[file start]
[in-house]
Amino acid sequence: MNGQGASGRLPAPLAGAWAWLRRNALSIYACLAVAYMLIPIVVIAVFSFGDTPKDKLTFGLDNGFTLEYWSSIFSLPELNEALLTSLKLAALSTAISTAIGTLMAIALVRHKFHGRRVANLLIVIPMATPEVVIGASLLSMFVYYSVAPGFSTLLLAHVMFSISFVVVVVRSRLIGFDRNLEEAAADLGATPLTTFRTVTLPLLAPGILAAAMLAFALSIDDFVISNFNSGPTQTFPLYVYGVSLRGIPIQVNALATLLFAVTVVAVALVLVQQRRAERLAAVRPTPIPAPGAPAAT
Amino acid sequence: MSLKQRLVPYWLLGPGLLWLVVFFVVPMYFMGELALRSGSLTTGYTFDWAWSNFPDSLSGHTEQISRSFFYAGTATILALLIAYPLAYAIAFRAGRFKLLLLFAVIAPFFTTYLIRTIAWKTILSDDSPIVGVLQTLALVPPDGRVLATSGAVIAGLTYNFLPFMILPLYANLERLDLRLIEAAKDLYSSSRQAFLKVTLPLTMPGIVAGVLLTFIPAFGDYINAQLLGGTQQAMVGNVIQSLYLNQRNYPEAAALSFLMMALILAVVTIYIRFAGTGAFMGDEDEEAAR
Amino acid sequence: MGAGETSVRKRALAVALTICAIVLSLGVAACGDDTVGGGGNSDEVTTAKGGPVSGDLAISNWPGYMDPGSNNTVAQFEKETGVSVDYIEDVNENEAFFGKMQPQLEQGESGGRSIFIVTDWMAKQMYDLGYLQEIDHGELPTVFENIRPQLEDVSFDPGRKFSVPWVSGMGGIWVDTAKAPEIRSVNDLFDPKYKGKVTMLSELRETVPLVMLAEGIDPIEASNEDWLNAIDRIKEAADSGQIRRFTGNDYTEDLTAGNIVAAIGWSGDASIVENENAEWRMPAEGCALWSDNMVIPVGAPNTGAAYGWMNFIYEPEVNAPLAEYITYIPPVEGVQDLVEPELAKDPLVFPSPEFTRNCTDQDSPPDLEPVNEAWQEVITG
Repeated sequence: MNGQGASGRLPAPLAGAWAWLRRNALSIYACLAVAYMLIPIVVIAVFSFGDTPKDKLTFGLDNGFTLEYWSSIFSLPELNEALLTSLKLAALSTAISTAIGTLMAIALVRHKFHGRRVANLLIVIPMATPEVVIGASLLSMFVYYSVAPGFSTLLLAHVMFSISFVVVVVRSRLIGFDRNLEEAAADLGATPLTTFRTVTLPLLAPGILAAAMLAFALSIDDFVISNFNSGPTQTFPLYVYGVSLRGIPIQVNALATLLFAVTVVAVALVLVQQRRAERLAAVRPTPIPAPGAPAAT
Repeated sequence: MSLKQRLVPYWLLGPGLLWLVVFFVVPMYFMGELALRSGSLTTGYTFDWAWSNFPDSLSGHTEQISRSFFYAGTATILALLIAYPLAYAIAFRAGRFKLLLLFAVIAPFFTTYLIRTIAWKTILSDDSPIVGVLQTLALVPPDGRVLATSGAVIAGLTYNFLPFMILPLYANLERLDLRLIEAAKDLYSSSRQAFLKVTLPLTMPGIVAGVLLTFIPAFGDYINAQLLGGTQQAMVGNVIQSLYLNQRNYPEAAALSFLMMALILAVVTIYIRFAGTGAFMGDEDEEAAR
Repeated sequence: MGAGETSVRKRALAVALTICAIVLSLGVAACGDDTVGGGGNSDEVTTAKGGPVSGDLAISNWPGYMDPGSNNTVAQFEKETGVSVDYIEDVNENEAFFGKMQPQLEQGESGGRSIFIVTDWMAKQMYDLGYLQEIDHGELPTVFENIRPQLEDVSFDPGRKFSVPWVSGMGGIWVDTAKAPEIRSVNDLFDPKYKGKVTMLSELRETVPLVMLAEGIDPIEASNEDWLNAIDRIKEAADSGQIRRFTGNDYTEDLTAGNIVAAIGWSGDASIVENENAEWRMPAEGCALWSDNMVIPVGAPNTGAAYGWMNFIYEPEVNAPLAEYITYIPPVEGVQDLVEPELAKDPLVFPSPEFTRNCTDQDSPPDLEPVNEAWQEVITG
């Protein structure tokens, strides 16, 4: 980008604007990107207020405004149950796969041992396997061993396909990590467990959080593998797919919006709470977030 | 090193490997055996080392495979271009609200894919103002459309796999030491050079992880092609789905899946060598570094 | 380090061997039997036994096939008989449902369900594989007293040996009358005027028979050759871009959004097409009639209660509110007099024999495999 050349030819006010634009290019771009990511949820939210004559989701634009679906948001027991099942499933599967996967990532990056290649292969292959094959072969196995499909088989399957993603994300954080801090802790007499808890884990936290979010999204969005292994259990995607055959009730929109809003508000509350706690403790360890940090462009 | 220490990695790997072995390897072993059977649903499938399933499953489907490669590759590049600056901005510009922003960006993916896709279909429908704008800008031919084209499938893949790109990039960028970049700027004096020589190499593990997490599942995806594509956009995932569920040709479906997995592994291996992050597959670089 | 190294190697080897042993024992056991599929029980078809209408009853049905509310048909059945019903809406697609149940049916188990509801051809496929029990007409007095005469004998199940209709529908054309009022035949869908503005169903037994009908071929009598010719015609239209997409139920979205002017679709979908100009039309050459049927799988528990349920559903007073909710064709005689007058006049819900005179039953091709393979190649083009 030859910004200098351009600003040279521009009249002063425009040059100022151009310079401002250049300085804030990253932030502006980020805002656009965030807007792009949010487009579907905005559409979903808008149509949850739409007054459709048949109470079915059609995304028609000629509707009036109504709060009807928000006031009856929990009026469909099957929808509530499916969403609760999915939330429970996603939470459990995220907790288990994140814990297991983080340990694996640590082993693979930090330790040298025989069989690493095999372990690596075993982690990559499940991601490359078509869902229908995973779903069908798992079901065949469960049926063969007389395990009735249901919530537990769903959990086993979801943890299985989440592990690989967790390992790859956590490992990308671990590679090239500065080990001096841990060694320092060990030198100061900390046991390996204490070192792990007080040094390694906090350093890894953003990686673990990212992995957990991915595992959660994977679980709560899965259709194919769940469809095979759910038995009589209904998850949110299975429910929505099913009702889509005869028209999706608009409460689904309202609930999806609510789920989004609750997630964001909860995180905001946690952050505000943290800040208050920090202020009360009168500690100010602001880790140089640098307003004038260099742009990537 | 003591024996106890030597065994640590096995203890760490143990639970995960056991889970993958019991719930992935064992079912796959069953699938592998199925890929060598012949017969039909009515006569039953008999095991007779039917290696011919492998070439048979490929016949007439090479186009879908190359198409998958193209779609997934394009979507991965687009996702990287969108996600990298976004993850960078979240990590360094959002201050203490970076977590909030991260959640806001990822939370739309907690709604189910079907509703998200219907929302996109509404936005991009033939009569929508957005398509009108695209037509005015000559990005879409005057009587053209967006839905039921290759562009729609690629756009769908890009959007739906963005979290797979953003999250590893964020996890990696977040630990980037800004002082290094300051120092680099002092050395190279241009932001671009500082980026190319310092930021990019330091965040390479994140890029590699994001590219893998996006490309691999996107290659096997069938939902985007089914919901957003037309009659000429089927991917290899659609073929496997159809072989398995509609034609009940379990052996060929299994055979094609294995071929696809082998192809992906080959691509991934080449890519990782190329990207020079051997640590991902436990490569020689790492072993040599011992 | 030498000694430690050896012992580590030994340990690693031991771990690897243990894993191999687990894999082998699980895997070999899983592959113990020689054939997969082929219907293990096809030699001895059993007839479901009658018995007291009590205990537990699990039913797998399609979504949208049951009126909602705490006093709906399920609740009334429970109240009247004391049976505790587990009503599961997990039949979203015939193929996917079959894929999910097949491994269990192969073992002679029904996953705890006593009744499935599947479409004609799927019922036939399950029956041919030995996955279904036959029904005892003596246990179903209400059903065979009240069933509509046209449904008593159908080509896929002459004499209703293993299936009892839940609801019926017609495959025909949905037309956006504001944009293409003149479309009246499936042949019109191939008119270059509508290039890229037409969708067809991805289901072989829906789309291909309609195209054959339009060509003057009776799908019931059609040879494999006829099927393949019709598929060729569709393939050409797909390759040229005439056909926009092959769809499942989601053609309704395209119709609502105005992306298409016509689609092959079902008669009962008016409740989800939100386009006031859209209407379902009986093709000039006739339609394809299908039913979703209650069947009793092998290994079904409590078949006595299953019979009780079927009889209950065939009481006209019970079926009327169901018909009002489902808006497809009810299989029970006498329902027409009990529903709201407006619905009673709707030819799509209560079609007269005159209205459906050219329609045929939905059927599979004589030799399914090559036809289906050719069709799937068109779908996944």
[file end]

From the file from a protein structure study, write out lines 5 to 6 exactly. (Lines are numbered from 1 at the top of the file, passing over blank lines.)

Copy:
Repeated sequence: MNGQGASGRLPAPLAGAWAWLRRNALSIYACLAVAYMLIPIVVIAVFSFGDTPKDKLTFGLDNGFTLEYWSSIFSLPELNEALLTSLKLAALSTAISTAIGTLMAIALVRHKFHGRRVANLLIVIPMATPEVVIGASLLSMFVYYSVAPGFSTLLLAHVMFSISFVVVVVRSRLIGFDRNLEEAAADLGATPLTTFRTVTLPLLAPGILAAAMLAFALSIDDFVISNFNSGPTQTFPLYVYGVSLRGIPIQVNALATLLFAVTVVAVALVLVQQRRAERLAAVRPTPIPAPGAPAAT
Repeated sequence: MSLKQRLVPYWLLGPGLLWLVVFFVVPMYFMGELALRSGSLTTGYTFDWAWSNFPDSLSGHTEQISRSFFYAGTATILALLIAYPLAYAIAFRAGRFKLLLLFAVIAPFFTTYLIRTIAWKTILSDDSPIVGVLQTLALVPPDGRVLATSGAVIAGLTYNFLPFMILPLYANLERLDLRLIEAAKDLYSSSRQAFLKVTLPLTMPGIVAGVLLTFIPAFGDYINAQLLGGTQQAMVGNVIQSLYLNQRNYPEAAALSFLMMALILAVVTIYIRFAGTGAFMGDEDEEAAR